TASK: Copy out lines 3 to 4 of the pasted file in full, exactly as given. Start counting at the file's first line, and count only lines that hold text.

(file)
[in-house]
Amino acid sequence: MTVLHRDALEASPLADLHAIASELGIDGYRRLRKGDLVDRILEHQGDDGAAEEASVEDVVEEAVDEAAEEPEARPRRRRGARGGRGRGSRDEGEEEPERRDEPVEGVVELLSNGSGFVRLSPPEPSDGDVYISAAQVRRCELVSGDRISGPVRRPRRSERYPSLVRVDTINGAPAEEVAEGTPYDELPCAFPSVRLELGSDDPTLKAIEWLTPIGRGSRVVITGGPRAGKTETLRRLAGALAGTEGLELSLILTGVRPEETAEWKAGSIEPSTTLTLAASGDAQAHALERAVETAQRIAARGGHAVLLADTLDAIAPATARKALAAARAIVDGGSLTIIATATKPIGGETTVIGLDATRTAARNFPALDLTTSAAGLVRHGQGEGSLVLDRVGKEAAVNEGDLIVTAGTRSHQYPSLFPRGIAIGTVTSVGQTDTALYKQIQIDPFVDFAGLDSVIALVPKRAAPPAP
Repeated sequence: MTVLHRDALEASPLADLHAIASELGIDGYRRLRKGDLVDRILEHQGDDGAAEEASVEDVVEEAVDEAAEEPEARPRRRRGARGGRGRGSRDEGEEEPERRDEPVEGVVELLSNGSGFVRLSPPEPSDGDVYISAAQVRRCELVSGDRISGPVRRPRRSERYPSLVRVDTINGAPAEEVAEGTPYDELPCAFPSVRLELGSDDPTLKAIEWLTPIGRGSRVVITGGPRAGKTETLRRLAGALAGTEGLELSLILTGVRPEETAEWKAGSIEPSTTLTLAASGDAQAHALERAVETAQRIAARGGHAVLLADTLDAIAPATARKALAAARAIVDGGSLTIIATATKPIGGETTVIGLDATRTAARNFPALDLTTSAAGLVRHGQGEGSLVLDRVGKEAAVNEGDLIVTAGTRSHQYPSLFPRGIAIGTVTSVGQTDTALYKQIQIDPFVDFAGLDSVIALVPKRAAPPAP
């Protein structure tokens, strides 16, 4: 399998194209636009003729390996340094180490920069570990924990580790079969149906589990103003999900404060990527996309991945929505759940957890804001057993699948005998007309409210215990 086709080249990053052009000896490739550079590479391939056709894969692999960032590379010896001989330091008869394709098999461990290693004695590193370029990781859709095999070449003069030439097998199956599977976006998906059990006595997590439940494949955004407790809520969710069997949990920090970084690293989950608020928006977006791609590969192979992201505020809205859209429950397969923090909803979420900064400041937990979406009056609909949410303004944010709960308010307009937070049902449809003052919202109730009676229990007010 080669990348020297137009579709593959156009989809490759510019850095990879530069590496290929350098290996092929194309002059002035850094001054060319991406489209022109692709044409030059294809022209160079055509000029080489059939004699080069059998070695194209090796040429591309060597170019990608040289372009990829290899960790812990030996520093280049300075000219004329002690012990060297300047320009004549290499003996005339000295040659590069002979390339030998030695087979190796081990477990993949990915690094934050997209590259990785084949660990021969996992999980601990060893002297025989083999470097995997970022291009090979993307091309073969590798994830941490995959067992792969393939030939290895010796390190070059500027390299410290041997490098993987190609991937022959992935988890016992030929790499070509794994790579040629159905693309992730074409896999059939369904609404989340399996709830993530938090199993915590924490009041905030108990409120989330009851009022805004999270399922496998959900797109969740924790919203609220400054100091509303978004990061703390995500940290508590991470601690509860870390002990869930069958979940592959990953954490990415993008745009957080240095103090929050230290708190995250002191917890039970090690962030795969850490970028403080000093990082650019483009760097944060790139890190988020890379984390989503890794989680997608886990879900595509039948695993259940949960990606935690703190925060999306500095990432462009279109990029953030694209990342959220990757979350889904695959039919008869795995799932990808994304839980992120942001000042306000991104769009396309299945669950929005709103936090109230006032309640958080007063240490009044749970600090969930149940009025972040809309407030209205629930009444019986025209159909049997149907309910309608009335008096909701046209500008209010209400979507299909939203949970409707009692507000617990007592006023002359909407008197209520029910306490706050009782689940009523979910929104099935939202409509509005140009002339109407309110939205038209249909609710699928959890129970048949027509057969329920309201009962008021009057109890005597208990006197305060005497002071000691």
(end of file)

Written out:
Repeated sequence: MTVLHRDALEASPLADLHAIASELGIDGYRRLRKGDLVDRILEHQGDDGAAEEASVEDVVEEAVDEAAEEPEARPRRRRGARGGRGRGSRDEGEEEPERRDEPVEGVVELLSNGSGFVRLSPPEPSDGDVYISAAQVRRCELVSGDRISGPVRRPRRSERYPSLVRVDTINGAPAEEVAEGTPYDELPCAFPSVRLELGSDDPTLKAIEWLTPIGRGSRVVITGGPRAGKTETLRRLAGALAGTEGLELSLILTGVRPEETAEWKAGSIEPSTTLTLAASGDAQAHALERAVETAQRIAARGGHAVLLADTLDAIAPATARKALAAARAIVDGGSLTIIATATKPIGGETTVIGLDATRTAARNFPALDLTTSAAGLVRHGQGEGSLVLDRVGKEAAVNEGDLIVTAGTRSHQYPSLFPRGIAIGTVTSVGQTDTALYKQIQIDPFVDFAGLDSVIALVPKRAAPPAP
């Protein structure tokens, strides 16, 4: 399998194209636009003729390996340094180490920069570990924990580790079969149906589990103003999900404060990527996309991945929505759940957890804001057993699948005998007309409210215990 086709080249990053052009000896490739550079590479391939056709894969692999960032590379010896001989330091008869394709098999461990290693004695590193370029990781859709095999070449003069030439097998199956599977976006998906059990006595997590439940494949955004407790809520969710069997949990920090970084690293989950608020928006977006791609590969192979992201505020809205859209429950397969923090909803979420900064400041937990979406009056609909949410303004944010709960308010307009937070049902449809003052919202109730009676229990007010 080669990348020297137009579709593959156009989809490759510019850095990879530069590496290929350098290996092929194309002059002035850094001054060319991406489209022109692709044409030059294809022209160079055509000029080489059939004699080069059998070695194209090796040429591309060597170019990608040289372009990829290899960790812990030996520093280049300075000219004329002690012990060297300047320009004549290499003996005339000295040659590069002979390339030998030695087979190796081990477990993949990915690094934050997209590259990785084949660990021969996992999980601990060893002297025989083999470097995997970022291009090979993307091309073969590798994830941490995959067992792969393939030939290895010796390190070059500027390299410290041997490098993987190609991937022959992935988890016992030929790499070509794994790579040629159905693309992730074409896999059939369904609404989340399996709830993530938090199993915590924490009041905030108990409120989330009851009022805004999270399922496998959900797109969740924790919203609220400054100091509303978004990061703390995500940290508590991470601690509860870390002990869930069958979940592959990953954490990415993008745009957080240095103090929050230290708190995250002191917890039970090690962030795969850490970028403080000093990082650019483009760097944060790139890190988020890379984390989503890794989680997608886990879900595509039948695993259940949960990606935690703190925060999306500095990432462009279109990029953030694209990342959220990757979350889904695959039919008869795995799932990808994304839980992120942001000042306000991104769009396309299945669950929005709103936090109230006032309640958080007063240490009044749970600090969930149940009025972040809309407030209205629930009444019986025209159909049997149907309910309608009335008096909701046209500008209010209400979507299909939203949970409707009692507000617990007592006023002359909407008197209520029910306490706050009782689940009523979910929104099935939202409509509005140009002339109407309110939205038209249909609710699928959890129970048949027509057969329920309201009962008021009057109890005597208990006197305060005497002071000691």